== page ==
Wednesday, December 10, 2008

Memories from D.C.

Washington, D.C. is the only city where you can run into the Magna Carta on your way to read the Declaration of Independence. It's the only place where you can listen to oral argument at the U.S. Supreme Court and then chat with Justice Scalia weeks later. It's the only spot where you can stumble across the grave of F. Scott Fitzgerald in a small cemetery by the freeway. It's one of the only districts where tango dances are held in libraries, where everyone reads the newspaper during morning metro commutes, where people listen to jazz and ice skate in sculpture gardens.

During my semester in D.C., I learned that the city has an identity apart from the White House, Capitol Hill, and the National Mall. Washington is not a strictly professional and political district, as I originally thought, but a personal capital where government employees head to happy hour after work, where the classy streets of Georgetown are converted to a costumed bar crawl on Halloween.

Here are the people and places that allowed me to see D.C. beyond its museums and monuments:

My Internship
I interned at a whistleblower law firm and non-profit organization that represent high-profile clients such as White House employee Linda Tripp, FBI Agent Bassem Youssef, and lead Assistant U.S. Attorney Richard Convertino. Despite their heavy caseload and reputation as some of the best whistleblower attorneys in the field, lawyers wore T-shirts and jeans to work when they were not scheduled to appear in court. Everyone knew my name. Doors were left open and questions were always welcome. The lawyers liked to discuss politics, painting, sports, and gardening. They were human. They made the law seem less intimidating. I felt like I was a member of a family rather than an intern at two legal organizations.

Fittingly, the law firm and non-profit center are located in Georgetown townhouses decorated with the attorneys' own artwork. My days began with a 20 minute walk from the Dupont Circle metro to the firm and not-for-profit organization in the heart of Georgetown. Everyday, before I passed a row of Victorian style houses, I waved hello to a worker selling French crepes. I felt like a Washingtonian instead of a city visitor.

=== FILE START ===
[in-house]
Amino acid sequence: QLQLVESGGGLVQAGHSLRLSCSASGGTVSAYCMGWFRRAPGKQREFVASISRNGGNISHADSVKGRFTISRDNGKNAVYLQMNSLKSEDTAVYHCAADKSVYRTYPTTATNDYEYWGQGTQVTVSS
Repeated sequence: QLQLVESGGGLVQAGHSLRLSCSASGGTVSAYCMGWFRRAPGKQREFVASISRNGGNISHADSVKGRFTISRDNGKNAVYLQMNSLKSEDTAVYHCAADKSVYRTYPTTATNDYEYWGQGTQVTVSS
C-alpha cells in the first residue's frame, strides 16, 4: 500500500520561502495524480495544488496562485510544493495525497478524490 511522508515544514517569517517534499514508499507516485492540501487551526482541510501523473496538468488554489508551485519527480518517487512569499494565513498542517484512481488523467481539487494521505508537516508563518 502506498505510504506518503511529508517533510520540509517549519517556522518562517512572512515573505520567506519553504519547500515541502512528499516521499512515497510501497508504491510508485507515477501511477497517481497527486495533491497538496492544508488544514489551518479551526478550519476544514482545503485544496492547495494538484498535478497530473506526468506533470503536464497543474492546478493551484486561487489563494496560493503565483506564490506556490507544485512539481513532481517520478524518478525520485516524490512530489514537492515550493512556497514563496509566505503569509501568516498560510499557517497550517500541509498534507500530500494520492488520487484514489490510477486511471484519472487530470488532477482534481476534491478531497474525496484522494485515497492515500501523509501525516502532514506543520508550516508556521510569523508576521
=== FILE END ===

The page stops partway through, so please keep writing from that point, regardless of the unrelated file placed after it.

Favorite Internship Memories:
  • Teaching attorneys to cha-cha and sampling vegan food at a lawyer's house party
  • Listening to Christie Hefner speak at the Hugh M. Hefner First Amendment Awards
  • Exchanging music and listening to Phil Ochs with my supervisor
  • Hearing a leader from the Philippines discuss the challenges that whistleblowers face in his country
  • Group lunches from Wisey's and homemade ice cream from Thomas Sweets (also has some of the best fudge in D.C.)
  • Reading intake forms from whistleblowers across the United States and reviewing their claims with the firm's lead attorney
  • Talking with law student interns, my supervisor, my supervisor's mother, and my co-workers about everything ranging from law school to fashion
  • Drinking tea and listening to panel discussions at a whistleblower seminar at the historic Willard InterContinental Hotel
My FriendsThe group of friends that I made in D.C. were as diverse as the district's population. Together, we represented Oregon, California, New York, Connecticut, Iowa, Missouri, Boston, Korea, and Mexico. Although we all came from different states and countries, we understood each other well and I felt like we were together for years instead of months. (My friends still liked me after they learned of my garden gnome fetish, for example). I loved meeting new people, trying different things, learning about other cultures, and hearing fresh opinions.

Favorite Friend Memories:
  • Cruising under man-made waterfalls and eating pizza with vodka sauce on our trip to New York
  • Listening to slam poetry and going to a hip hop concert on U Street
  • Grocery shopping and cooking our own turkey dinner for Thanksgiving
  • Watching Giselle at the Kennedy Center
  • Conversation hours with a friend from Mexico
  • Salsa dancing at CafĂ© Citron and tango dancing at the West End Library and Chevy Chase Ballroom
  • Taking a ghost tour of Old Town Alexandria
  • Eating Indian food at Adams Morgan
  • Farewell dessert at the Old Ebbitt Grill, a historic oyster bar and grill near the White House

After my semester internship in D.C., I know that I want to apply to law schools and I am aware of the steps that I must take in the admissions process. I return home with a new confidence that comes from working in an office, living independently, and socializing with different people.

Now I'm off to the other Washington to finish my senior year of college. Farewell, D.C.! I'll be back.